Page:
It helps, of course, to have t he right tools to hand, and here only the best will do. In a corner of the lab is a running track surrounded by a Vicon motion capture camera system. It is the same imaging technology NASA uses to test the mobility of its space suits, and has also been used by HolIywood studios to perfect motion capture performances on the Star V/ars and Jurassİc V/orld franchises.

As a test athlete runs back and forth, 16 high-speed cameras beam data to agiant screen, creating a 3D model of his movements for instant analysis. The cameras focus on every joint of his body, enabling technicians toaccuratelytracethearcsof individual body parts. This data I will be used to refine the shoe, ready for another round of testing, and so nuntilthefinished product is ready for launch. L.L1J l “Viconlets us test concepts like acceleration, deceleration, running economy and comfort,” explains Rolshoven. This instant feedback allows for an immediate indication of how to make each shoe perform better.

Another key component in the lab is the Kistler force plate – a rectangular slab capable of measuring up to 20kN (equivalent to 2040kg) of force in order to detect subtlechanges in a runner’s gait or balance. The plate is constructed from quartz crystals, which emit an electric charge when subjected to a mechanical load. So precise is this measurement, that it was Kisther technology that helped the European Space Agency land its Rosetta spaceprobeonamovingcomet in 2014.

It’s arguable t hat employing space age tech to develop shoes is as overblovvn as it is profligate. But in the professional arena, the data it produces proves invaluable. Features like vveight and cushioning – often dismissed as the stuff of marketing spiel – are in fact proven performance-enhancers. “A vveight reduction of lOOg is proven to deliver a 1% increase in running economy,” says Mathias Anım, productcategory ff directorat didasRunning. Lee Inasport vvhereeach millisecond counts, that 1% can be the difference between failure and a lucrative victory for athlete and sponsor.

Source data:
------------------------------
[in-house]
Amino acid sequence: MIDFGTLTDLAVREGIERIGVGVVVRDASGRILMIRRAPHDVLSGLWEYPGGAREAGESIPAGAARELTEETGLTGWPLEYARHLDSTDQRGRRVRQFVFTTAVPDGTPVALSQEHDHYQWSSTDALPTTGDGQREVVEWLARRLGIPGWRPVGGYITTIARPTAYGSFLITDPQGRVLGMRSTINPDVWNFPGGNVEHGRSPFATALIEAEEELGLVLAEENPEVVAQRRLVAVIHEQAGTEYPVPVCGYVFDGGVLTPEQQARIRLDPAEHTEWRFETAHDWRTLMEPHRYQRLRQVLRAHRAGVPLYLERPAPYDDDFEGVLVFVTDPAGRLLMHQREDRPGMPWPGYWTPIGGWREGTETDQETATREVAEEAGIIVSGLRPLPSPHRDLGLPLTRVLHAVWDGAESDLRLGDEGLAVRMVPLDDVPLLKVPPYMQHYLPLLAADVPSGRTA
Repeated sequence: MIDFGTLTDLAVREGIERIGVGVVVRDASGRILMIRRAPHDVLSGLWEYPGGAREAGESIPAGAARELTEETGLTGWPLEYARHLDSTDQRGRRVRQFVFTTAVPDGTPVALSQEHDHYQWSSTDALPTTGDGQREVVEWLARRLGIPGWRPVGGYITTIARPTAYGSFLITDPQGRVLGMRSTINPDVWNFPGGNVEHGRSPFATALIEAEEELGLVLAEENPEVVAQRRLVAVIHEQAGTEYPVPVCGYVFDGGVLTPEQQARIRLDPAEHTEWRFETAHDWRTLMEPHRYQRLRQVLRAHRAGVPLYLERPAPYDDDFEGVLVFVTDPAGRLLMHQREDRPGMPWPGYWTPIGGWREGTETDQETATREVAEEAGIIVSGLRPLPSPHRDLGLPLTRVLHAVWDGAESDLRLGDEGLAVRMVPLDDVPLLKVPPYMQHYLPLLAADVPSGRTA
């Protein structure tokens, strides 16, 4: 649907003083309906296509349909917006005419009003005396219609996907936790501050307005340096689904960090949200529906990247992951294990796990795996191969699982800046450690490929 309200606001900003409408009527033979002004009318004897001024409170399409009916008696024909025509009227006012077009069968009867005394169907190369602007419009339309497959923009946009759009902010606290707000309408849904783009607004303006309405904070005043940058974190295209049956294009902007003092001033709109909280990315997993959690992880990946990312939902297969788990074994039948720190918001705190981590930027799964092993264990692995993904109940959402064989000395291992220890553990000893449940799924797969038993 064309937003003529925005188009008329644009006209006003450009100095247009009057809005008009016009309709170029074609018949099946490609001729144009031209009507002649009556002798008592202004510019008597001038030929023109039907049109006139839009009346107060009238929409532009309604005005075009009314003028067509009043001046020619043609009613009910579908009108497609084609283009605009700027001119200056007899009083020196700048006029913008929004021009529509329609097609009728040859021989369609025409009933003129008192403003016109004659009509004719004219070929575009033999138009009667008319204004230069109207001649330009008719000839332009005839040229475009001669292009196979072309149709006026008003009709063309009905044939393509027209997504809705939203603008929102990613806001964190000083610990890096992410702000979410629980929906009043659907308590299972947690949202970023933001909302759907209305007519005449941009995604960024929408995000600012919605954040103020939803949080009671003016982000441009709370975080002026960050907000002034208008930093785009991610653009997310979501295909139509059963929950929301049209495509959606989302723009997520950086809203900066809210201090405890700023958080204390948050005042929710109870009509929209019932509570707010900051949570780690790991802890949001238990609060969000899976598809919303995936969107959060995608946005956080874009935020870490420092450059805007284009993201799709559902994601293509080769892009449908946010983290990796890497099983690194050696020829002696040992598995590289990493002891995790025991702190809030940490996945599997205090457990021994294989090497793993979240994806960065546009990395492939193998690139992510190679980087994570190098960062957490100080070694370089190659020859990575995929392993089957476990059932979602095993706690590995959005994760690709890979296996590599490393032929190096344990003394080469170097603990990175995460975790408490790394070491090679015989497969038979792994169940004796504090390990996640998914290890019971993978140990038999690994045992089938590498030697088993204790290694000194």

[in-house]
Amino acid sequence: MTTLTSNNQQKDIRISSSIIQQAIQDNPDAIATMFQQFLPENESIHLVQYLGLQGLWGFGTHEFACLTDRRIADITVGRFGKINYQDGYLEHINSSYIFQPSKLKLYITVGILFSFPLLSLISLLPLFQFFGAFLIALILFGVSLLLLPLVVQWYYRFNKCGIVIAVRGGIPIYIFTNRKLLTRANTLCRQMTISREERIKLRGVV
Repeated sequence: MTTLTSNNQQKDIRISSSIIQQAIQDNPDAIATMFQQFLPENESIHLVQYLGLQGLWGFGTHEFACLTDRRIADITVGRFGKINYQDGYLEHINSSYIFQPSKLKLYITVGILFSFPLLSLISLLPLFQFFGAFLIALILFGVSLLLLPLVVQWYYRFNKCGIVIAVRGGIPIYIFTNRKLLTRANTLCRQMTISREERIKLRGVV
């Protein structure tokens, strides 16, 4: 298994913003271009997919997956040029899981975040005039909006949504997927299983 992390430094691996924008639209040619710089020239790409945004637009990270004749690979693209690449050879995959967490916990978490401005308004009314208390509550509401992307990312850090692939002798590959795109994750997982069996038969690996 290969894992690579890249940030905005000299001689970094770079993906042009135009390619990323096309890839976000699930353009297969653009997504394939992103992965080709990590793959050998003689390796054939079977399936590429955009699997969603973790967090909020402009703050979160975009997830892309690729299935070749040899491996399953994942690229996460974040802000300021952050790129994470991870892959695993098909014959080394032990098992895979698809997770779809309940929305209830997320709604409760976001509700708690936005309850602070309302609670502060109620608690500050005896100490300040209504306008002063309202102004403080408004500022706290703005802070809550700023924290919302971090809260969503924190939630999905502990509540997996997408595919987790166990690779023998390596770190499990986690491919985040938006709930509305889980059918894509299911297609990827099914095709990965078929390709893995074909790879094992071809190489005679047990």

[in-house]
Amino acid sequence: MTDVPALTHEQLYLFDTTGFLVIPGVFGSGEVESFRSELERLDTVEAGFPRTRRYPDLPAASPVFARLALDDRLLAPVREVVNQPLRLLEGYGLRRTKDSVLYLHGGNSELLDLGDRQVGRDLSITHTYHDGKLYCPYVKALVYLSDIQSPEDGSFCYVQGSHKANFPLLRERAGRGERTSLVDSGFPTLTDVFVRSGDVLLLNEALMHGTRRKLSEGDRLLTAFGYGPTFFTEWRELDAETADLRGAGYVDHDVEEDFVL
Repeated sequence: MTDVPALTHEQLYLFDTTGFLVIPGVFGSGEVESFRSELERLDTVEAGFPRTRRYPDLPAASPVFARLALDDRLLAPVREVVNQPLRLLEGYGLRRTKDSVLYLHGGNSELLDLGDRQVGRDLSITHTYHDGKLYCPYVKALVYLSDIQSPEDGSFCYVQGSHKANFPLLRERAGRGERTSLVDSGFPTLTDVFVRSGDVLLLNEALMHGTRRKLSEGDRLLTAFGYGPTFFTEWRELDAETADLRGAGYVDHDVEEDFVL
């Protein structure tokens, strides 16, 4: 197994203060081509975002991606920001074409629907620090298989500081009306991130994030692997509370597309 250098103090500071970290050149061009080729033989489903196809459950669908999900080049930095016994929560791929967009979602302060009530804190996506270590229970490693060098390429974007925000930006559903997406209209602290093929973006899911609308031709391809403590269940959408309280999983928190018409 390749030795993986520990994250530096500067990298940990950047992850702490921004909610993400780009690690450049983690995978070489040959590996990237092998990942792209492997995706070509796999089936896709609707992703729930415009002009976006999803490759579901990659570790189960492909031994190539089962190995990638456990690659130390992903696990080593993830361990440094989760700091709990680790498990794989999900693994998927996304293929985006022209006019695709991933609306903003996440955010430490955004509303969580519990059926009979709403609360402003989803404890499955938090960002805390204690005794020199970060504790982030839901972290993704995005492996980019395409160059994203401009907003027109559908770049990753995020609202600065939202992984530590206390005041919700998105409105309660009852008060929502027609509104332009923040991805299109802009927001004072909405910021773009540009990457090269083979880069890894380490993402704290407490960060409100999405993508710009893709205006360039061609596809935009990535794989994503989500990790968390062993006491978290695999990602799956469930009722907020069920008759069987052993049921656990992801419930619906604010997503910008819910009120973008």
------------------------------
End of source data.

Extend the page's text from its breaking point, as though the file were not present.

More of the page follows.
Back in February, this theory was put to the test vvhen, equipped with the new, lightweight AdizeroSub2 marathon shoe, two-time London marathon vvinner VVilson Kipsang ran the Tokyo Marathon in 2:03:58. At the time, it was the fastest completed on Japanese soil. But it vvasn’t a recordbreaker, nor even the fastest marathon Kipsang had run. Then, in May. Rio 2016 gold medalist Eliud Kipchoge ran an unofficial marathon in 2:00:25 as part of Nike’s Breaking2 project. It is no surprise that the sportsweargiants are locked in a fierce battle toequip the first athlete to break this barrier. Kipchoge was tantalisinglyclose, comfortablyeclipsing Adidas’seffort. But marginal gainscould be the key to success. “Smali. incremental improvements can make a significant difference when brought together across the 20,000 footsteps an athlete takes during a marathon.” says Anını.

The Adidas team also believes that grip vvill play a crucial role in iıııproving perfornıance. “We test it by applying force to a shoe and sliding it över a surface,” explains Anım. “If the foot slips lmm with each step, this makes a significant difference in efficiency vvhen attacking a world record.” Research in the Journal of Textilc and Apparcl has shovvn that higlı- traction soles can help runners shave 0.05s from every 16m. Över the course of a marathon, this equates to 132 seconds.

If Adidas can beconıe the first conıpany to hamess this, it may just make history.